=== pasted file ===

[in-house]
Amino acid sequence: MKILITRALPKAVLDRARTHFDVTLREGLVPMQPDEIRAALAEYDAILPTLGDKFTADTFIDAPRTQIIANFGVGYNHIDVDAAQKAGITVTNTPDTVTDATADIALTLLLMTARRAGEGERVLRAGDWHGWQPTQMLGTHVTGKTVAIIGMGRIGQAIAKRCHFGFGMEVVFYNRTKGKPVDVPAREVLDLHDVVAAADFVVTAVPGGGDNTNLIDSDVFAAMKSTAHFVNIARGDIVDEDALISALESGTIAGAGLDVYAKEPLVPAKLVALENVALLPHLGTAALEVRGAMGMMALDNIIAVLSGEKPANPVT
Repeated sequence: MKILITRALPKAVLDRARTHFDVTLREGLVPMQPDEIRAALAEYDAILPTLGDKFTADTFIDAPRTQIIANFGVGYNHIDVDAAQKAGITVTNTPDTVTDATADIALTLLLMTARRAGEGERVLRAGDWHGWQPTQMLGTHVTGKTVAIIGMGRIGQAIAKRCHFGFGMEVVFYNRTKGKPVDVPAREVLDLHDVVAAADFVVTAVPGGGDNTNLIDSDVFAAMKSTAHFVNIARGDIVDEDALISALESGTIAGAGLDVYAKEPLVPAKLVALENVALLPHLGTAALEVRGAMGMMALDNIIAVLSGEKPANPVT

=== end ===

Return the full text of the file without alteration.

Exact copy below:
[in-house]
Amino acid sequence: MKILITRALPKAVLDRARTHFDVTLREGLVPMQPDEIRAALAEYDAILPTLGDKFTADTFIDAPRTQIIANFGVGYNHIDVDAAQKAGITVTNTPDTVTDATADIALTLLLMTARRAGEGERVLRAGDWHGWQPTQMLGTHVTGKTVAIIGMGRIGQAIAKRCHFGFGMEVVFYNRTKGKPVDVPAREVLDLHDVVAAADFVVTAVPGGGDNTNLIDSDVFAAMKSTAHFVNIARGDIVDEDALISALESGTIAGAGLDVYAKEPLVPAKLVALENVALLPHLGTAALEVRGAMGMMALDNIIAVLSGEKPANPVT
Repeated sequence: MKILITRALPKAVLDRARTHFDVTLREGLVPMQPDEIRAALAEYDAILPTLGDKFTADTFIDAPRTQIIANFGVGYNHIDVDAAQKAGITVTNTPDTVTDATADIALTLLLMTARRAGEGERVLRAGDWHGWQPTQMLGTHVTGKTVAIIGMGRIGQAIAKRCHFGFGMEVVFYNRTKGKPVDVPAREVLDLHDVVAAADFVVTAVPGGGDNTNLIDSDVFAAMKSTAHFVNIARGDIVDEDALISALESGTIAGAGLDVYAKEPLVPAKLVALENVALLPHLGTAALEVRGAMGMMALDNIIAVLSGEKPANPVT